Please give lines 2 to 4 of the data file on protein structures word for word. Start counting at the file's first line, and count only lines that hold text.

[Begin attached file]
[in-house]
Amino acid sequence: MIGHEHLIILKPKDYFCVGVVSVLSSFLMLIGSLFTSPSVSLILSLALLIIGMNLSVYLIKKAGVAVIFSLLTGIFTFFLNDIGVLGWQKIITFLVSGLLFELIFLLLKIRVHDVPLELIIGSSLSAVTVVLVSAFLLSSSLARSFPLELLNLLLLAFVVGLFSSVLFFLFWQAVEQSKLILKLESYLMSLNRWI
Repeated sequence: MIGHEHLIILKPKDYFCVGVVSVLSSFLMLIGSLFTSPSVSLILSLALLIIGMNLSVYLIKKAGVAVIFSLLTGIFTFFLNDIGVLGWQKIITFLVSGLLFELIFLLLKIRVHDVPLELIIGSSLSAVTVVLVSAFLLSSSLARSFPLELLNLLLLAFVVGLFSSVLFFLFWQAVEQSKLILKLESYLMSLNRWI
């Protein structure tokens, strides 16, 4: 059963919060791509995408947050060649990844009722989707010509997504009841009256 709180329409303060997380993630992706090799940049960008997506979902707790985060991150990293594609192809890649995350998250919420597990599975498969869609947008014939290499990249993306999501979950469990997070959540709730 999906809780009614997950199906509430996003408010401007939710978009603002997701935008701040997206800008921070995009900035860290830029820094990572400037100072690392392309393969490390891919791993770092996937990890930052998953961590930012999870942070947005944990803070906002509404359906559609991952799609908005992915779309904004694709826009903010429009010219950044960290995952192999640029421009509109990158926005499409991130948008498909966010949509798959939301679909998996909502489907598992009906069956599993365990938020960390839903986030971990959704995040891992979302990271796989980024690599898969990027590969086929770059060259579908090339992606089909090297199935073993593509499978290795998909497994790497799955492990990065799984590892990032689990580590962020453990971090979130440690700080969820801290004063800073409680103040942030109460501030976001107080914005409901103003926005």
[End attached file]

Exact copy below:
Amino acid sequence: MIGHEHLIILKPKDYFCVGVVSVLSSFLMLIGSLFTSPSVSLILSLALLIIGMNLSVYLIKKAGVAVIFSLLTGIFTFFLNDIGVLGWQKIITFLVSGLLFELIFLLLKIRVHDVPLELIIGSSLSAVTVVLVSAFLLSSSLARSFPLELLNLLLLAFVVGLFSSVLFFLFWQAVEQSKLILKLESYLMSLNRWI
Repeated sequence: MIGHEHLIILKPKDYFCVGVVSVLSSFLMLIGSLFTSPSVSLILSLALLIIGMNLSVYLIKKAGVAVIFSLLTGIFTFFLNDIGVLGWQKIITFLVSGLLFELIFLLLKIRVHDVPLELIIGSSLSAVTVVLVSAFLLSSSLARSFPLELLNLLLLAFVVGLFSSVLFFLFWQAVEQSKLILKLESYLMSLNRWI
């Protein structure tokens, strides 16, 4: 059963919060791509995408947050060649990844009722989707010509997504009841009256 709180329409303060997380993630992706090799940049960008997506979902707790985060991150990293594609192809890649995350998250919420597990599975498969869609947008014939290499990249993306999501979950469990997070959540709730 999906809780009614997950199906509430996003408010401007939710978009603002997701935008701040997206800008921070995009900035860290830029820094990572400037100072690392392309393969490390891919791993770092996937990890930052998953961590930012999870942070947005944990803070906002509404359906559609991952799609908005992915779309904004694709826009903010429009010219950044960290995952192999640029421009509109990158926005499409991130948008498909966010949509798959939301679909998996909502489907598992009906069956599993365990938020960390839903986030971990959704995040891992979302990271796989980024690599898969990027590969086929770059060259579908090339992606089909090297199935073993593509499978290795998909497994790497799955492990990065799984590892990032689990580590962020453990971090979130440690700080969820801290004063800073409680103040942030109460501030976001107080914005409901103003926005």